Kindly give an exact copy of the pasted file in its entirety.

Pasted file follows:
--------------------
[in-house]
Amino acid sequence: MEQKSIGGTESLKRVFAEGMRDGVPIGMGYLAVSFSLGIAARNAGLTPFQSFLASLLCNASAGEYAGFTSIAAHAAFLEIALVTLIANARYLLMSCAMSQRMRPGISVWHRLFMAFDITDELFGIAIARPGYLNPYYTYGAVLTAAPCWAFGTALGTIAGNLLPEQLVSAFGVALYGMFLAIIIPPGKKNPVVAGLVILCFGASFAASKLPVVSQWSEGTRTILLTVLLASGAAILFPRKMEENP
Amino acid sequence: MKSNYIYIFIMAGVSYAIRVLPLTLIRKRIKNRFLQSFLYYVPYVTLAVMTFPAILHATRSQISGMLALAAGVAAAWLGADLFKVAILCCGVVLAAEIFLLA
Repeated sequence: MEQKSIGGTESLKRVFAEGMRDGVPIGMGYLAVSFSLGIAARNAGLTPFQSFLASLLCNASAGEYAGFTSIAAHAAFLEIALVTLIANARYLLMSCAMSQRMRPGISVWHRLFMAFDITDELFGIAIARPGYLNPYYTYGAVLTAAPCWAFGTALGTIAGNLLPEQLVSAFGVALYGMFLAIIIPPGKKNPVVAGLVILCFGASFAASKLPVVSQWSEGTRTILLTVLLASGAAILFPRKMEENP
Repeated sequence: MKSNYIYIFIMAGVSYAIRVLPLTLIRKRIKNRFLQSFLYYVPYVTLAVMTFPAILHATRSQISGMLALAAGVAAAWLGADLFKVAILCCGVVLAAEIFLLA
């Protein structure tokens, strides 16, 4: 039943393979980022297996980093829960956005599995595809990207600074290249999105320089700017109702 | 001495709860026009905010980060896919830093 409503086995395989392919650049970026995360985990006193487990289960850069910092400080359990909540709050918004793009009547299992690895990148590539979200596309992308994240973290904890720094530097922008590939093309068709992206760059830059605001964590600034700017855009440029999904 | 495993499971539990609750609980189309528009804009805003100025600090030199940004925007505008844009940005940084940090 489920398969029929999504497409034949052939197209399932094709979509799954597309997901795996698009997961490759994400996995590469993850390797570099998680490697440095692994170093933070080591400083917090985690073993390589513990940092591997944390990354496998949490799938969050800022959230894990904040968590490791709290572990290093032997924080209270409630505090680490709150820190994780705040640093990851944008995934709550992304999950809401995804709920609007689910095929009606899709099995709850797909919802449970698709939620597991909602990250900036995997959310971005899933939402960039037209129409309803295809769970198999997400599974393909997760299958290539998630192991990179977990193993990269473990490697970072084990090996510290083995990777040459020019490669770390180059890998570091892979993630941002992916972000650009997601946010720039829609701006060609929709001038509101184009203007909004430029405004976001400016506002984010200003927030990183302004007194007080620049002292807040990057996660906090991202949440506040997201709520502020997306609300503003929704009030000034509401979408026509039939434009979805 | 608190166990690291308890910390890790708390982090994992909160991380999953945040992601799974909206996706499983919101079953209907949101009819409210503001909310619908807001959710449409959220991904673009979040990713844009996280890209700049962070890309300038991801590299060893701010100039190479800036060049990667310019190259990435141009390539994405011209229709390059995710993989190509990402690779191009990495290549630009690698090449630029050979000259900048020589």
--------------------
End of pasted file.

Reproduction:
[in-house]
Amino acid sequence: MEQKSIGGTESLKRVFAEGMRDGVPIGMGYLAVSFSLGIAARNAGLTPFQSFLASLLCNASAGEYAGFTSIAAHAAFLEIALVTLIANARYLLMSCAMSQRMRPGISVWHRLFMAFDITDELFGIAIARPGYLNPYYTYGAVLTAAPCWAFGTALGTIAGNLLPEQLVSAFGVALYGMFLAIIIPPGKKNPVVAGLVILCFGASFAASKLPVVSQWSEGTRTILLTVLLASGAAILFPRKMEENP
Amino acid sequence: MKSNYIYIFIMAGVSYAIRVLPLTLIRKRIKNRFLQSFLYYVPYVTLAVMTFPAILHATRSQISGMLALAAGVAAAWLGADLFKVAILCCGVVLAAEIFLLA
Repeated sequence: MEQKSIGGTESLKRVFAEGMRDGVPIGMGYLAVSFSLGIAARNAGLTPFQSFLASLLCNASAGEYAGFTSIAAHAAFLEIALVTLIANARYLLMSCAMSQRMRPGISVWHRLFMAFDITDELFGIAIARPGYLNPYYTYGAVLTAAPCWAFGTALGTIAGNLLPEQLVSAFGVALYGMFLAIIIPPGKKNPVVAGLVILCFGASFAASKLPVVSQWSEGTRTILLTVLLASGAAILFPRKMEENP
Repeated sequence: MKSNYIYIFIMAGVSYAIRVLPLTLIRKRIKNRFLQSFLYYVPYVTLAVMTFPAILHATRSQISGMLALAAGVAAAWLGADLFKVAILCCGVVLAAEIFLLA
């Protein structure tokens, strides 16, 4: 039943393979980022297996980093829960956005599995595809990207600074290249999105320089700017109702 | 001495709860026009905010980060896919830093 409503086995395989392919650049970026995360985990006193487990289960850069910092400080359990909540709050918004793009009547299992690895990148590539979200596309992308994240973290904890720094530097922008590939093309068709992206760059830059605001964590600034700017855009440029999904 | 495993499971539990609750609980189309528009804009805003100025600090030199940004925007505008844009940005940084940090 489920398969029929999504497409034949052939197209399932094709979509799954597309997901795996698009997961490759994400996995590469993850390797570099998680490697440095692994170093933070080591400083917090985690073993390589513990940092591997944390990354496998949490799938969050800022959230894990904040968590490791709290572990290093032997924080209270409630505090680490709150820190994780705040640093990851944008995934709550992304999950809401995804709920609007689910095929009606899709099995709850797909919802449970698709939620597991909602990250900036995997959310971005899933939402960039037209129409309803295809769970198999997400599974393909997760299958290539998630192991990179977990193993990269473990490697970072084990090996510290083995990777040459020019490669770390180059890998570091892979993630941002992916972000650009997601946010720039829609701006060609929709001038509101184009203007909004430029405004976001400016506002984010200003927030990183302004007194007080620049002292807040990057996660906090991202949440506040997201709520502020997306609300503003929704009030000034509401979408026509039939434009979805 | 608190166990690291308890910390890790708390982090994992909160991380999953945040992601799974909206996706499983919101079953209907949101009819409210503001909310619908807001959710449409959220991904673009979040990713844009996280890209700049962070890309300038991801590299060893701010100039190479800036060049990667310019190259990435141009390539994405011209229709390059995710993989190509990402690779191009990495290549630009690698090449630029050979000259900048020589």